morel habitat

Bruce Smith bruce.smith at nashville.com
Thu Apr 3 20:33:13 EST 1997


        My mushroom hunting friends and I found our first yellow morels
yesterday (April 2) in middle Tennessee. We were surprised because the 
black morels were never abundant this year despite adequate rain.  It must 
have been the cold snaps in late March that kept them from fruiting the way 
we have seen them in the past. At any rate, when we collected our first 
Morchella esculenta we made plans to go straight to our primary morel site 
which we visited today. The hunting was completely in vain at the first 
three spots we searched. Then we tried a new plot where we immediately 
started finding small, amber morel heads poking up through the gray leaves.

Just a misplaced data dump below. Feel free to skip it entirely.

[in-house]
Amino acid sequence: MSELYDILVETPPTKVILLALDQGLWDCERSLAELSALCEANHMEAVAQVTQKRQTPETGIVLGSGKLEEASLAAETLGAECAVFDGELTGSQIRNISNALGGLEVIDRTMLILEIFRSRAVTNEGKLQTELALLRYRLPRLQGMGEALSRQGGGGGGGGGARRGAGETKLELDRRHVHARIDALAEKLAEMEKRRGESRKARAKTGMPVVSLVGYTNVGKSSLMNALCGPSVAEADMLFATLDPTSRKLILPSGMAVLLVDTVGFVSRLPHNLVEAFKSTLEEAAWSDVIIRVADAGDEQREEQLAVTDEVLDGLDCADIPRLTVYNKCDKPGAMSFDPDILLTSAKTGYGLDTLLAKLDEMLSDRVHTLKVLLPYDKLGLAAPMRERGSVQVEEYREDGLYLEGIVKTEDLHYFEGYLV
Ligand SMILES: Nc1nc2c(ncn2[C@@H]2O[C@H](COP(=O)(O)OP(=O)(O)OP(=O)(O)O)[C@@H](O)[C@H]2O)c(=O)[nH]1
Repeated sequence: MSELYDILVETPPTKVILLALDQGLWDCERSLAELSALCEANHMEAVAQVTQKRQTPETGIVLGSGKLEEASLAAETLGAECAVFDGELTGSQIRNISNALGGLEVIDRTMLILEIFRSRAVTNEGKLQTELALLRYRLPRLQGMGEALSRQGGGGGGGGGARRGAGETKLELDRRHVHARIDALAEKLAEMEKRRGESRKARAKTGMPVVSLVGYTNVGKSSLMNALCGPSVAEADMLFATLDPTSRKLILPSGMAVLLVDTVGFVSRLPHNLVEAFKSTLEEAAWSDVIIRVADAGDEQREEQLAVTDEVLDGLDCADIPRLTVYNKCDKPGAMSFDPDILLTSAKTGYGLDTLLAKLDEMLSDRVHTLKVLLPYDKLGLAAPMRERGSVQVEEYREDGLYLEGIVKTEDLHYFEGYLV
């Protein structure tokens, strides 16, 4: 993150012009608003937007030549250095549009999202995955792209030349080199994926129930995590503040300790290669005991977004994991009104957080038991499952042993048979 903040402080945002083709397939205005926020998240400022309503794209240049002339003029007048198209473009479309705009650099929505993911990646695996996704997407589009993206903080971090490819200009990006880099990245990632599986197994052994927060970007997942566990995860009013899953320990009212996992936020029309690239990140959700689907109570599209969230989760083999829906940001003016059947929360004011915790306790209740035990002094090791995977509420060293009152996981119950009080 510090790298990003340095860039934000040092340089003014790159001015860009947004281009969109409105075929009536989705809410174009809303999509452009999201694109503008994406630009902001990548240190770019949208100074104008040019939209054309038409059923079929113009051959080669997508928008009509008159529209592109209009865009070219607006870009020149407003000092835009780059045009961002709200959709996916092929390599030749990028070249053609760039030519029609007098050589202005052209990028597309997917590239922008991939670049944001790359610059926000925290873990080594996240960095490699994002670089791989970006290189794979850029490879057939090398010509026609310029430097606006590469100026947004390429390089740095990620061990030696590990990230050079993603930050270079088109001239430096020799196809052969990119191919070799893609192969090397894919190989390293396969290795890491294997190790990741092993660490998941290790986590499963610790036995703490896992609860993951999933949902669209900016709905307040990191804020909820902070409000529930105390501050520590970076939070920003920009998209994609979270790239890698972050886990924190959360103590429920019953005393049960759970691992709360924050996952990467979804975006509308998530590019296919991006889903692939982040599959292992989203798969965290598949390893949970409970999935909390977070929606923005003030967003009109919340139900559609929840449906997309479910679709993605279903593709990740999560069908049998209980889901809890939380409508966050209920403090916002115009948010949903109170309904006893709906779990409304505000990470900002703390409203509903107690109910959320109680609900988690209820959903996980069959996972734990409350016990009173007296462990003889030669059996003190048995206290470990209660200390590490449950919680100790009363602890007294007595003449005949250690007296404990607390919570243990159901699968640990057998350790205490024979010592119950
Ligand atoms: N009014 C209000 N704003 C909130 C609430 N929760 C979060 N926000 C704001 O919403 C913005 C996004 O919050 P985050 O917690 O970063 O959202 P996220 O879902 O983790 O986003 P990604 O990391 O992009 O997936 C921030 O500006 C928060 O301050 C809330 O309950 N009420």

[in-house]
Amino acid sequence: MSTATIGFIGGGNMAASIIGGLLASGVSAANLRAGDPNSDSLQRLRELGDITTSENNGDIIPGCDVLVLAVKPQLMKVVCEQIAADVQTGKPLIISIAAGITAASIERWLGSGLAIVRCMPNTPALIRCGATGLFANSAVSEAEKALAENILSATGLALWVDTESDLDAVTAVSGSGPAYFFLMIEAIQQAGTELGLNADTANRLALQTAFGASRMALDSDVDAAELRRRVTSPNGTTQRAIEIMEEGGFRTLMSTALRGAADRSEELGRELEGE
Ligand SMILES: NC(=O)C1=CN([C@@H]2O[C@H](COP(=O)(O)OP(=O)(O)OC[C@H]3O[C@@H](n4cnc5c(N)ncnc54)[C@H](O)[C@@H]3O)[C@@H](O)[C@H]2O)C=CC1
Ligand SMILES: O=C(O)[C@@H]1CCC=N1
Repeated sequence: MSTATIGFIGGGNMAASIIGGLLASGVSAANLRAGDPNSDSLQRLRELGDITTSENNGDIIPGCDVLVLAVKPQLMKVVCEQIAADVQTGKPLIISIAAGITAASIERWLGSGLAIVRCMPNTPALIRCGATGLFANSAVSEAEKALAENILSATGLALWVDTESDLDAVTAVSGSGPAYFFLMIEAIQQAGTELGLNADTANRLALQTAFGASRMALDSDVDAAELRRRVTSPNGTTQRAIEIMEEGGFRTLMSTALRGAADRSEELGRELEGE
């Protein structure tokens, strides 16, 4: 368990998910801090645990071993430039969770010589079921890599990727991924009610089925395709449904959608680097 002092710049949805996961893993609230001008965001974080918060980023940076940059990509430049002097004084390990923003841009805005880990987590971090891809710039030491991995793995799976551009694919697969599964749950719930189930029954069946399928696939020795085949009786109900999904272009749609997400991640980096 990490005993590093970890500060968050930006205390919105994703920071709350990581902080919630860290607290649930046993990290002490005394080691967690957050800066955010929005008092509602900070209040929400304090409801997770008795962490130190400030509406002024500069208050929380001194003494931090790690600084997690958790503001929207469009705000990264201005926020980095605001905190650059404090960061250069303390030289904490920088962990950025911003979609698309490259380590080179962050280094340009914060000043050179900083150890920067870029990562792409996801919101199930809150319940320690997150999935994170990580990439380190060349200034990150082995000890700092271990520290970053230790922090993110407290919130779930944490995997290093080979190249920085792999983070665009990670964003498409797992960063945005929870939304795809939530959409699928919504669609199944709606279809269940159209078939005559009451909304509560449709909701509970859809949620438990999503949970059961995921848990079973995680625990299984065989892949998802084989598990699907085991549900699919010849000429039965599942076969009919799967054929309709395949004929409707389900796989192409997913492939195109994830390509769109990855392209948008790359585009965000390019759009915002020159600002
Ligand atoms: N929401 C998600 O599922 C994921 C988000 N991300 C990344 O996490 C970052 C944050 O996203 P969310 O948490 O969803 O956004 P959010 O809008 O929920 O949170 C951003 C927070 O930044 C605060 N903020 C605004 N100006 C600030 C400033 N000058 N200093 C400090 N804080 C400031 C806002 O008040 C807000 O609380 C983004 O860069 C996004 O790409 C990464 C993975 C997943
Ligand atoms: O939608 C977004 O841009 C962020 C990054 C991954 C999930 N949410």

There were not many of them. As I scoured the ground I was thinking how 
familiar I found this kind of place to be. It was fairly steep. There were 
numerous, medium sized tulip poplar trees. The fallen leaves were thick 
under my feet. Mayapples, jack-in-the-pulpit, and trillium were nearby. The 
morels were scattered, not bunched in patches like Morchella elata seems to 
be. So if you would like to find morels for yourself, now you know the type 
of place to look for. 
Bruce Smith



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